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  5. I love this recipe, Wendy. Citrus and chocolate is a favorite combo here too. Thanks for posting and glad you were introduced to Frida.

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    1. They were Heather. I'm glad the recipe only makes a dozen because it is hard to have any will power with them

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  7. So cool you read the book and saw the film. And great recipe, these orange polvorones look delicious!

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    1. They were Evelyne and I was happy that I got to experience the story in the different medias.

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  8. I love that you brought such a delicious desert to the table! Will be making those soon.

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  9. Your shortbreads look amazing, Wendy! I, too, thought the book was rather confusing!

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    1. Thanks Amy, I was glad to see I wasn't the only one who had a difficult time with the book.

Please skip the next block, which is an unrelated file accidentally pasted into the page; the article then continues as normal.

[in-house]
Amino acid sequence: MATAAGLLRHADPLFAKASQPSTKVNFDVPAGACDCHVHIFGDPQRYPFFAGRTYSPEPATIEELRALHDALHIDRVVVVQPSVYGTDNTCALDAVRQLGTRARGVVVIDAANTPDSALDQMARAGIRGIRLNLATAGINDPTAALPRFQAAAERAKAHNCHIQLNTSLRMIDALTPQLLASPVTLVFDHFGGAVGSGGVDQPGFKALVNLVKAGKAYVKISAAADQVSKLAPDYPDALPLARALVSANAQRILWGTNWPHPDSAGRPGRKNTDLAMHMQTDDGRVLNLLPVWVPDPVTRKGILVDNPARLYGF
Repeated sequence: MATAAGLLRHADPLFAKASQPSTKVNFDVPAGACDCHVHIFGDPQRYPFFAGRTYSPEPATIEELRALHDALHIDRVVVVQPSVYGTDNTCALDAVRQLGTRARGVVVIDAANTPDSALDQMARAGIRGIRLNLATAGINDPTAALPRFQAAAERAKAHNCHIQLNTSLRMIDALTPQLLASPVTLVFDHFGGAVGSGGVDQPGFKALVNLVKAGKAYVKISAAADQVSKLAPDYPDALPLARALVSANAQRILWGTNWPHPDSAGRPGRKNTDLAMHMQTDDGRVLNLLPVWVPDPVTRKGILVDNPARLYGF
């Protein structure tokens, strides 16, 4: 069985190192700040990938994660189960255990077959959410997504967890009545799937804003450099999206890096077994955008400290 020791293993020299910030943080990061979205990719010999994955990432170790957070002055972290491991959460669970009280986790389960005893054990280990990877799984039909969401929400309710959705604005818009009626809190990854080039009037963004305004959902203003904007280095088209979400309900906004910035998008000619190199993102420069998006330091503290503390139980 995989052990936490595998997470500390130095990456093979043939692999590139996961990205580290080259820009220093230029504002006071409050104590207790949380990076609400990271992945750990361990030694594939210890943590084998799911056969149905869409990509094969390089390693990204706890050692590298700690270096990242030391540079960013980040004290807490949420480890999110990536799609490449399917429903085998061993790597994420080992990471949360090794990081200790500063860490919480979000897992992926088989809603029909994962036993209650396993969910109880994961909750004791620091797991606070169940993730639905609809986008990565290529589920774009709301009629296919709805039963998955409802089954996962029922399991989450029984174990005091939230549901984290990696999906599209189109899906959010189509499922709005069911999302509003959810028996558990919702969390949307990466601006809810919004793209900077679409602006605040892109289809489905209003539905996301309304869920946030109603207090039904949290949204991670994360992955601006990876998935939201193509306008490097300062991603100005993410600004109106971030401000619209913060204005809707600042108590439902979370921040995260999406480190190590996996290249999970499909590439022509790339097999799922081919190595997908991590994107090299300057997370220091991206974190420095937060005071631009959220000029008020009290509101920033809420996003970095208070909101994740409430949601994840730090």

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  10. Yum! chocolate, orange and shortbread--all of my favorite flavors. I didn't try to tackle the book--good for you!

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    1. Yes, I'm glad I read the book but I didn't enjoy it near as much as the movie.

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  11. These look amazing! I chose a dessert too

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    1. Yes your brownies looked wonderful. I hope you had a great time in France....color me green with envy.

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  12. Melting chocolate and dipping into it is one thing I love to do in the kitchen, especially at the end of the day: it's relaxing and I get to clean to bowl :) I usually dip pecans, but orange-flavored cookies sound wonderful too. Great choice!

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    1. Thanks Simona...one of the perks of being a food blogger.